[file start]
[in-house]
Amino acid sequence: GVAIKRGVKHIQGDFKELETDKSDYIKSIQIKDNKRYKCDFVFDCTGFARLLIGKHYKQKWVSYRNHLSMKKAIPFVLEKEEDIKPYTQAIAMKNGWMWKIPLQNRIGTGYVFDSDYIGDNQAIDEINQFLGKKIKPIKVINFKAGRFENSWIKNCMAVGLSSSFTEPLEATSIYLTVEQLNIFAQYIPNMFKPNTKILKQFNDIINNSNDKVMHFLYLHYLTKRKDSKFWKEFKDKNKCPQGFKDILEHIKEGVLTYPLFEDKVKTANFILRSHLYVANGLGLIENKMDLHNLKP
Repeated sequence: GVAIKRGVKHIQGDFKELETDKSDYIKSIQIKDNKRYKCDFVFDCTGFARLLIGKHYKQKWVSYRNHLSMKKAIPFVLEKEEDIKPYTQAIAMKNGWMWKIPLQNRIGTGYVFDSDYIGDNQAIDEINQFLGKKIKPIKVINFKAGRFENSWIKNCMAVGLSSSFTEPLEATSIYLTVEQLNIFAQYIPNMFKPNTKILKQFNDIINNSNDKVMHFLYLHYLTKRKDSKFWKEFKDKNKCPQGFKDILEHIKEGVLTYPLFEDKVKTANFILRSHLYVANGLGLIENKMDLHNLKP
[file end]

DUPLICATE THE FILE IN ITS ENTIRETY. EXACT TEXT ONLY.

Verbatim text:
[in-house]
Amino acid sequence: GVAIKRGVKHIQGDFKELETDKSDYIKSIQIKDNKRYKCDFVFDCTGFARLLIGKHYKQKWVSYRNHLSMKKAIPFVLEKEEDIKPYTQAIAMKNGWMWKIPLQNRIGTGYVFDSDYIGDNQAIDEINQFLGKKIKPIKVINFKAGRFENSWIKNCMAVGLSSSFTEPLEATSIYLTVEQLNIFAQYIPNMFKPNTKILKQFNDIINNSNDKVMHFLYLHYLTKRKDSKFWKEFKDKNKCPQGFKDILEHIKEGVLTYPLFEDKVKTANFILRSHLYVANGLGLIENKMDLHNLKP
Repeated sequence: GVAIKRGVKHIQGDFKELETDKSDYIKSIQIKDNKRYKCDFVFDCTGFARLLIGKHYKQKWVSYRNHLSMKKAIPFVLEKEEDIKPYTQAIAMKNGWMWKIPLQNRIGTGYVFDSDYIGDNQAIDEINQFLGKKIKPIKVINFKAGRFENSWIKNCMAVGLSSSFTEPLEATSIYLTVEQLNIFAQYIPNMFKPNTKILKQFNDIINNSNDKVMHFLYLHYLTKRKDSKFWKEFKDKNKCPQGFKDILEHIKEGVLTYPLFEDKVKTANFILRSHLYVANGLGLIENKMDLHNLKP